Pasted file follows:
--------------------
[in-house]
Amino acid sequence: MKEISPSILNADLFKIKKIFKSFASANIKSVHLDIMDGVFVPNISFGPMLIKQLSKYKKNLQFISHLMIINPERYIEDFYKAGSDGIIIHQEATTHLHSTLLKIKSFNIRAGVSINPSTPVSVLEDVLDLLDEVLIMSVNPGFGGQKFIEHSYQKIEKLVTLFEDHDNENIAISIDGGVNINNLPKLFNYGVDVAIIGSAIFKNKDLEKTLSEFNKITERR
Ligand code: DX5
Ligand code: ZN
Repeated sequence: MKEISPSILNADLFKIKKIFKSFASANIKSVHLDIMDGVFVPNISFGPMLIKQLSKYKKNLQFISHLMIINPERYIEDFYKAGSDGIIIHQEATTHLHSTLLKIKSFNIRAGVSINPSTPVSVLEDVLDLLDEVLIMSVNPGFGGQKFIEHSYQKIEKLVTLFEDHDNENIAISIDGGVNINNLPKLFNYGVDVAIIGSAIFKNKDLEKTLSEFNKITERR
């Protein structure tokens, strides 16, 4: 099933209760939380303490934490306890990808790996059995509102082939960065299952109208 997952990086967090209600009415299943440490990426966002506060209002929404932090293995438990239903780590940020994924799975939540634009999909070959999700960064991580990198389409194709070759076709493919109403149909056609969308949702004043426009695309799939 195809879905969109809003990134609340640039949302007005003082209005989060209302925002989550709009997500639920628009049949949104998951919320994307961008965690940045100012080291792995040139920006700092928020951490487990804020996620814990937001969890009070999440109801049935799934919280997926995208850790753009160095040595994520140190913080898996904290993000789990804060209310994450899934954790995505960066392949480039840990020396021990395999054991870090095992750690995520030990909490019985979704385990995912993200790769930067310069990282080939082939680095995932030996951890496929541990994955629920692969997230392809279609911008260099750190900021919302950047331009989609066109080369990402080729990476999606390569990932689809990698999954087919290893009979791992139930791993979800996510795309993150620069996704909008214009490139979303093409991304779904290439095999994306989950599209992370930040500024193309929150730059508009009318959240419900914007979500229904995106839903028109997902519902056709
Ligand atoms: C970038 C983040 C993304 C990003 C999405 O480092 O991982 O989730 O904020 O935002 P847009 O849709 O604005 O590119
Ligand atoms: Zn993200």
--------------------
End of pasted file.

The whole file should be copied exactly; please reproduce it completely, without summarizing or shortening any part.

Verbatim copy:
[in-house]
Amino acid sequence: MKEISPSILNADLFKIKKIFKSFASANIKSVHLDIMDGVFVPNISFGPMLIKQLSKYKKNLQFISHLMIINPERYIEDFYKAGSDGIIIHQEATTHLHSTLLKIKSFNIRAGVSINPSTPVSVLEDVLDLLDEVLIMSVNPGFGGQKFIEHSYQKIEKLVTLFEDHDNENIAISIDGGVNINNLPKLFNYGVDVAIIGSAIFKNKDLEKTLSEFNKITERR
Ligand code: DX5
Ligand code: ZN
Repeated sequence: MKEISPSILNADLFKIKKIFKSFASANIKSVHLDIMDGVFVPNISFGPMLIKQLSKYKKNLQFISHLMIINPERYIEDFYKAGSDGIIIHQEATTHLHSTLLKIKSFNIRAGVSINPSTPVSVLEDVLDLLDEVLIMSVNPGFGGQKFIEHSYQKIEKLVTLFEDHDNENIAISIDGGVNINNLPKLFNYGVDVAIIGSAIFKNKDLEKTLSEFNKITERR
């Protein structure tokens, strides 16, 4: 099933209760939380303490934490306890990808790996059995509102082939960065299952109208 997952990086967090209600009415299943440490990426966002506060209002929404932090293995438990239903780590940020994924799975939540634009999909070959999700960064991580990198389409194709070759076709493919109403149909056609969308949702004043426009695309799939 195809879905969109809003990134609340640039949302007005003082209005989060209302925002989550709009997500639920628009049949949104998951919320994307961008965690940045100012080291792995040139920006700092928020951490487990804020996620814990937001969890009070999440109801049935799934919280997926995208850790753009160095040595994520140190913080898996904290993000789990804060209310994450899934954790995505960066392949480039840990020396021990395999054991870090095992750690995520030990909490019985979704385990995912993200790769930067310069990282080939082939680095995932030996951890496929541990994955629920692969997230392809279609911008260099750190900021919302950047331009989609066109080369990402080729990476999606390569990932689809990698999954087919290893009979791992139930791993979800996510795309993150620069996704909008214009490139979303093409991304779904290439095999994306989950599209992370930040500024193309929150730059508009009318959240419900914007979500229904995106839903028109997902519902056709
Ligand atoms: C970038 C983040 C993304 C990003 C999405 O480092 O991982 O989730 O904020 O935002 P847009 O849709 O604005 O590119
Ligand atoms: Zn993200």